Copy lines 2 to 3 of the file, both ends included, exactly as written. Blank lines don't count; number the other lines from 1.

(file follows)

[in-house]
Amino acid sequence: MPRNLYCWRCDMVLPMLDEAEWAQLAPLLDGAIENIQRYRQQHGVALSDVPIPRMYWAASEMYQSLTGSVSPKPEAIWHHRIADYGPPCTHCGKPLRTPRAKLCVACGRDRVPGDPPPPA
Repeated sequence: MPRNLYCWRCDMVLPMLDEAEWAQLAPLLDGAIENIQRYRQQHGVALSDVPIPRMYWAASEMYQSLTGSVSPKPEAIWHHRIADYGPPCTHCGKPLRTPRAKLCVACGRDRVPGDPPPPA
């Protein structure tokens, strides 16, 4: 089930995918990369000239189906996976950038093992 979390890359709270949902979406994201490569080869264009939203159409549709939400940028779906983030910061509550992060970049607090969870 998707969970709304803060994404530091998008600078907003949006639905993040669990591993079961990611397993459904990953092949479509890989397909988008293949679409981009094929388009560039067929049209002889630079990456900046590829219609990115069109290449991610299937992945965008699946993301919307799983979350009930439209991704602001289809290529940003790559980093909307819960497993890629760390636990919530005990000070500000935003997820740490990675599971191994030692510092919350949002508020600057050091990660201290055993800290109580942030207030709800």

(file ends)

Amino acid sequence: MPRNLYCWRCDMVLPMLDEAEWAQLAPLLDGAIENIQRYRQQHGVALSDVPIPRMYWAASEMYQSLTGSVSPKPEAIWHHRIADYGPPCTHCGKPLRTPRAKLCVACGRDRVPGDPPPPA
Repeated sequence: MPRNLYCWRCDMVLPMLDEAEWAQLAPLLDGAIENIQRYRQQHGVALSDVPIPRMYWAASEMYQSLTGSVSPKPEAIWHHRIADYGPPCTHCGKPLRTPRAKLCVACGRDRVPGDPPPPA